Before these mechs came along I used to hate having to ride a bike with anything but a single ring and chain device simply because I'd always be having to put the chain back on, but now I'm happy to ride a double or triple setup as long as it is combined with one of these. Thank you Mr Shimano, you've made all our lives a whole lot better.
[part title="Dropper Seatposts, Tubeless Tyres, The Angleset"]
I actually feel a bit smug about this one cos I was a huge fan of dropper posts way before the whole idea took off properly. I even remember getting a fair bit of abuse in the office about using one. Pointless, waste of time, why can't you just stop and put your seat down? I still occasionally hear the odd person saying those kinds of things to this day, but as soon as you've tried one there really is no going back, and they're definitely one of the most significant products in recent times.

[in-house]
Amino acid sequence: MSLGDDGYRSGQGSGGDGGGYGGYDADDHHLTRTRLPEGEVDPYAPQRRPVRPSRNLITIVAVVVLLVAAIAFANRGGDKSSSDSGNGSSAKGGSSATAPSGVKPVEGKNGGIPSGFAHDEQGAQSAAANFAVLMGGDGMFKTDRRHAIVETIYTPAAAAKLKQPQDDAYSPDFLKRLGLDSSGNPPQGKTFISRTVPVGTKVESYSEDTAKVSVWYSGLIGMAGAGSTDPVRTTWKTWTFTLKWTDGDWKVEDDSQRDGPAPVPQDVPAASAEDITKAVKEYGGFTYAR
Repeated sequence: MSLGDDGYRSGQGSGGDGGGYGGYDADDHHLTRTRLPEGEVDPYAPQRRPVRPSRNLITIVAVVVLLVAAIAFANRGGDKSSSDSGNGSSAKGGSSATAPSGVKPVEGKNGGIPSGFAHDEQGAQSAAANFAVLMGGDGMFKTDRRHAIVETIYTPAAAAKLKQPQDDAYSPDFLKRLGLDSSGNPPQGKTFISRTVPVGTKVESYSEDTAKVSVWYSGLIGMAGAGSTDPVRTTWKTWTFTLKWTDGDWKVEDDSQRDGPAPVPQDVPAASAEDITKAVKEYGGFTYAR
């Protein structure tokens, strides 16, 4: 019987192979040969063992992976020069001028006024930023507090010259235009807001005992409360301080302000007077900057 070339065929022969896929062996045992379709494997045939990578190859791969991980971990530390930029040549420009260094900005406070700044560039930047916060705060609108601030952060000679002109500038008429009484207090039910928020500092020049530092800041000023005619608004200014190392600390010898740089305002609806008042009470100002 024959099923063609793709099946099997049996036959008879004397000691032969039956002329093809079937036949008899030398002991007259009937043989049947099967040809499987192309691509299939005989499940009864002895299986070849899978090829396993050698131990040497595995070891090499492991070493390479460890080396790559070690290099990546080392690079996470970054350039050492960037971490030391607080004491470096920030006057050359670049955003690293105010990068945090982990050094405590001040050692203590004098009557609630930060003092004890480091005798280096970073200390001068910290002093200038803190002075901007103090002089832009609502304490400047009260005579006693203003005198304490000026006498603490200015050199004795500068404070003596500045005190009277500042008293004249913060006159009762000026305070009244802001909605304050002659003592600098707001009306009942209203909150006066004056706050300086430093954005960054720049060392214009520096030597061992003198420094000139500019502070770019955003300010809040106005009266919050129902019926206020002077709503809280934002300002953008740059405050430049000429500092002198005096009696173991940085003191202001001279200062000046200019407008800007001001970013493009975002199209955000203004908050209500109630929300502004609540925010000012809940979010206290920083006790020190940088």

A dropper post really does change the way you ride a trail, especially if it's a trail that mixes little descents in with short climbs, the kind that so many of us ride. Previous to a dropper post you either ran your seat down all the time and just suffered on any climbs or flatter and less technical sections, or you just stopped and dropped your seat for any longer descents. Being able to instantly adjust the height though means you end up attacking everything. I don't think think it is any coincidence that the surge in the popularity of enduro racing coincided with the increased use of dropper posts, the two things just go hand in hand. Actually, I think the Megavalanche had a huge amount to do with the increased sales of dropper posts. That event was the first place where many riders came across the whole idea, and they saw how useful they were. At first some riders thought that was the only place where their use was warranted, but those that had bought them soon found they were using them everywhere.